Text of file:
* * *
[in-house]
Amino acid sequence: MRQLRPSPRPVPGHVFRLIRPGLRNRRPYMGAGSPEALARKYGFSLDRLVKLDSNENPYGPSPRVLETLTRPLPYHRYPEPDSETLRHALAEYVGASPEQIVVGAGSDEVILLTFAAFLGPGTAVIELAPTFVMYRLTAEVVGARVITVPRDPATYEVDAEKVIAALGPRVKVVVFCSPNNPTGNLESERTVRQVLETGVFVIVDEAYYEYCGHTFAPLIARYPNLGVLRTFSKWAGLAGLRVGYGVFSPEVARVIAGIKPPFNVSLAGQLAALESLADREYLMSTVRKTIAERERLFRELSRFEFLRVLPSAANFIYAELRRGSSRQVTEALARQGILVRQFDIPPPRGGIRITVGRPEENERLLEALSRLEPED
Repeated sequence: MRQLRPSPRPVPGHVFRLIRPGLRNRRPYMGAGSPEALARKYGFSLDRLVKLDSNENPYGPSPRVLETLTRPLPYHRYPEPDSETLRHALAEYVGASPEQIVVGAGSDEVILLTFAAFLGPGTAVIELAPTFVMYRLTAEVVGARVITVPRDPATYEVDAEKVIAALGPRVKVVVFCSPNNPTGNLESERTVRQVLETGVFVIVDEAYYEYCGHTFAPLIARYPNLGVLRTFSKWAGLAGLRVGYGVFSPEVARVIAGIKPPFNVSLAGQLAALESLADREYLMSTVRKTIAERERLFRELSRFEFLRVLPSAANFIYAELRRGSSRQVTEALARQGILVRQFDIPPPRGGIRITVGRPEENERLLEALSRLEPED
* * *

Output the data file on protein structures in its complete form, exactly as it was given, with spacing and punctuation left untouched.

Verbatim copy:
[in-house]
Amino acid sequence: MRQLRPSPRPVPGHVFRLIRPGLRNRRPYMGAGSPEALARKYGFSLDRLVKLDSNENPYGPSPRVLETLTRPLPYHRYPEPDSETLRHALAEYVGASPEQIVVGAGSDEVILLTFAAFLGPGTAVIELAPTFVMYRLTAEVVGARVITVPRDPATYEVDAEKVIAALGPRVKVVVFCSPNNPTGNLESERTVRQVLETGVFVIVDEAYYEYCGHTFAPLIARYPNLGVLRTFSKWAGLAGLRVGYGVFSPEVARVIAGIKPPFNVSLAGQLAALESLADREYLMSTVRKTIAERERLFRELSRFEFLRVLPSAANFIYAELRRGSSRQVTEALARQGILVRQFDIPPPRGGIRITVGRPEENERLLEALSRLEPED
Repeated sequence: MRQLRPSPRPVPGHVFRLIRPGLRNRRPYMGAGSPEALARKYGFSLDRLVKLDSNENPYGPSPRVLETLTRPLPYHRYPEPDSETLRHALAEYVGASPEQIVVGAGSDEVILLTFAAFLGPGTAVIELAPTFVMYRLTAEVVGARVITVPRDPATYEVDAEKVIAALGPRVKVVVFCSPNNPTGNLESERTVRQVLETGVFVIVDEAYYEYCGHTFAPLIARYPNLGVLRTFSKWAGLAGLRVGYGVFSPEVARVIAGIKPPFNVSLAGQLAALESLADREYLMSTVRKTIAERERLFRELSRFEFLRVLPSAANFIYAELRRGSSRQVTEALARQGILVRQFDIPPPRGGIRITVGRPEENERLLEALSRLEPED